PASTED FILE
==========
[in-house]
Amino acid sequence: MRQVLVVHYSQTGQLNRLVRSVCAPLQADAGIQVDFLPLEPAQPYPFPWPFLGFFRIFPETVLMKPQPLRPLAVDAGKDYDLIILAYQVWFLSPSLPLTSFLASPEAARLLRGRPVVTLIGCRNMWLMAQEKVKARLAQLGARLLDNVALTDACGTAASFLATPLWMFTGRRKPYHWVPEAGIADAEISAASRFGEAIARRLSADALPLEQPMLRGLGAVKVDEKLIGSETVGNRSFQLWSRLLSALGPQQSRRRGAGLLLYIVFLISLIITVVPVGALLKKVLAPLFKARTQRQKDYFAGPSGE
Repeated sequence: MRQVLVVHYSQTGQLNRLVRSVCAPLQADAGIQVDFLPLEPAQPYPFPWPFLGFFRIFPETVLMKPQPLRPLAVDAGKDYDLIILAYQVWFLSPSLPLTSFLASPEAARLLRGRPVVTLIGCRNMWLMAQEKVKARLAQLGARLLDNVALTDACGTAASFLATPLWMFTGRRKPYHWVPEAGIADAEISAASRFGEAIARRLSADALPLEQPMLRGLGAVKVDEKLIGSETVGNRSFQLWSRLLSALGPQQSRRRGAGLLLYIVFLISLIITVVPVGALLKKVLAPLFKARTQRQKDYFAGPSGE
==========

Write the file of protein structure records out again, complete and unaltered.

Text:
[in-house]
Amino acid sequence: MRQVLVVHYSQTGQLNRLVRSVCAPLQADAGIQVDFLPLEPAQPYPFPWPFLGFFRIFPETVLMKPQPLRPLAVDAGKDYDLIILAYQVWFLSPSLPLTSFLASPEAARLLRGRPVVTLIGCRNMWLMAQEKVKARLAQLGARLLDNVALTDACGTAASFLATPLWMFTGRRKPYHWVPEAGIADAEISAASRFGEAIARRLSADALPLEQPMLRGLGAVKVDEKLIGSETVGNRSFQLWSRLLSALGPQQSRRRGAGLLLYIVFLISLIITVVPVGALLKKVLAPLFKARTQRQKDYFAGPSGE
Repeated sequence: MRQVLVVHYSQTGQLNRLVRSVCAPLQADAGIQVDFLPLEPAQPYPFPWPFLGFFRIFPETVLMKPQPLRPLAVDAGKDYDLIILAYQVWFLSPSLPLTSFLASPEAARLLRGRPVVTLIGCRNMWLMAQEKVKARLAQLGARLLDNVALTDACGTAASFLATPLWMFTGRRKPYHWVPEAGIADAEISAASRFGEAIARRLSADALPLEQPMLRGLGAVKVDEKLIGSETVGNRSFQLWSRLLSALGPQQSRRRGAGLLLYIVFLISLIITVVPVGALLKKVLAPLFKARTQRQKDYFAGPSGE